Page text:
Alternatively, let’s say education signals IQ or some other notion of “smarts.” On-line education would seem to offer less opportunity to get through by buttering up the teacher, spouting mumbo-jumbo in basket-weaving classes, and so on. For better or worse, a lot of on-line education seems to be based on relatively objective tests. Then on-line education would seem to offer a better signal of smarts.

asked 15 Apr '12, 09:40

robrambusch's gravatar image

robrambusch ♦

I am always amazed to see a complicated looking mathematical derivation starting from a fundamentally flawed assumption (all too common in the social sciences IMNSHO, I think this technique is used to intimidate those who are impressed by complicated math). Bryan Caplan's model is a classic example of this. He starts off by assuming "Intelligence is uniformly distributed between A and 100+A" which is ridiculous. IQ is roughly a Gaussian distribution with mean 100 and SD ~15. (even if one doesn't grant that intelligence ~= IQ I think it is hard to argue that intelligence is not something close to a Gaussian) It is possible this makes no difference to the analysis, but a uniform distribution and a Gaussian distribution are very different. For reference, direct link to his original post:

@robrambusch I upvoted you because I thought some of the discussion in your link was good (and appreciated being pointed to the conversation), but given Caplan's assumption I'm not even willing to spend the time trying to follow his analysis. Sometimes overly simplistic models can be helpful understanding the world (the Model Thinking class makes this point repeatedly, and it is a good one), but discerning whether or not this is the case can be hard work. Sometimes overly simplistic models are unhelpful (or even detract from understanding by leading to incorrect conclusions).


answered 15 Apr '12, 12:33

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rseiter ♦

@rseiter - I'll go out on a limb here and agree with you ("He starts off by assuming "Intelligence is uniformly distributed between A and 100+A" which is ridiculous."). My guess is that when Charles Murray goes to the trouble of writing a book on intelligence and titles it "The Bell Curve" that we can pretty much eliminate uniform distribution ;-) Each participant completed the Armed Forces Qualifying Test (AFQT)--which, like any diverse test of mental ability, can be used as a measure of intelligence--and was then evaluated for subsequent social outcomes (including high-school graduation, level of income, likelihood of being in jail, likelihood of getting divorced, and so forth). As a rule, a person's intelligence turned out to predict such outcomes more strongly than did the socio economic status of his parents. This relationship held for all ethnic groups; indeed, when intelligence was statistically controlled, many "outcome" differences among ethnic groups vanished.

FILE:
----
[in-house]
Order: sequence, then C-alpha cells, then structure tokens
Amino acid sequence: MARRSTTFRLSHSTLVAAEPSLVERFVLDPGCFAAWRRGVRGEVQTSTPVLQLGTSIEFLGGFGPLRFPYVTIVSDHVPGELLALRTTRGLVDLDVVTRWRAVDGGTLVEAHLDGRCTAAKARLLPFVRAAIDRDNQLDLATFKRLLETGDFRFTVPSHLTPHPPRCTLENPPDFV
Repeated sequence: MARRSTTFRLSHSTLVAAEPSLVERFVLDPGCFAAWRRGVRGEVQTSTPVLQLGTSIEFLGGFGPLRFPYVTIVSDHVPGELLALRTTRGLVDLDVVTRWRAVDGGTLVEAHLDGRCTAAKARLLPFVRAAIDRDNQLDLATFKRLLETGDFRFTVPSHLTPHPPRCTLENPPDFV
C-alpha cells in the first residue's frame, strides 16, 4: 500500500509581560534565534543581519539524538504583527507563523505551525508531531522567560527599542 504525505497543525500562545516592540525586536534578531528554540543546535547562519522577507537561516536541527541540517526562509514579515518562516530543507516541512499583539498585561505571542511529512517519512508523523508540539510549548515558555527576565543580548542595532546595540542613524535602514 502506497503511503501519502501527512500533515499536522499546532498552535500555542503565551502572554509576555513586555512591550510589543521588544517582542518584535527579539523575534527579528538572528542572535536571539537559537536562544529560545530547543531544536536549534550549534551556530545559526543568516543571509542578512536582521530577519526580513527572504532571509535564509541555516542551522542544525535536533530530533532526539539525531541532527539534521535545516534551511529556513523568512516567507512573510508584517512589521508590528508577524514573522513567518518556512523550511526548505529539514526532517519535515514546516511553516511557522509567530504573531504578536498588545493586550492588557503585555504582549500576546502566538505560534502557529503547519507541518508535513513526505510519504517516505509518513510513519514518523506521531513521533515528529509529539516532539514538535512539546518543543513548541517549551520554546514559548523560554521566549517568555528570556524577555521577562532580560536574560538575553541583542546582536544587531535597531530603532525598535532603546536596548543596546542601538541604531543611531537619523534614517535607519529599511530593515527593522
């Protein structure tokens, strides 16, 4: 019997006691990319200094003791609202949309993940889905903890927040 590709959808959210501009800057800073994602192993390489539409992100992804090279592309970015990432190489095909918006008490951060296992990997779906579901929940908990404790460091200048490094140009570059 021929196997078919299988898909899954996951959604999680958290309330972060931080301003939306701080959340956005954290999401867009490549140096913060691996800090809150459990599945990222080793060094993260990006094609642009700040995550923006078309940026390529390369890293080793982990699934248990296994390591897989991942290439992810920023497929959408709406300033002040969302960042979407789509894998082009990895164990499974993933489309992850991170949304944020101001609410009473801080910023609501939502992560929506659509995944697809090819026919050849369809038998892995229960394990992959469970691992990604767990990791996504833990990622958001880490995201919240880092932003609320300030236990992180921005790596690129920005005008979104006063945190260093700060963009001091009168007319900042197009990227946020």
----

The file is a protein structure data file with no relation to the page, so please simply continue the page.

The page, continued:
(15 Apr '12, 13:37) robrambusch ♦ robrambusch's gravatar image
@rseiter I didn't make it through the math but perhaps his argument relies more on symmetry around the mean rather than uniformity around the mean? Hopefully calling it uniform was just a slip up, since I'm not sure economists know much else beyond gaussians. In general I'm pretty sympathetic to attributing most of the value of higher education to signaling rather than the intrinsic value of knowledge (particularly outside of STEM), largely from knowing a liberal arts graduate or two. --the philosophy major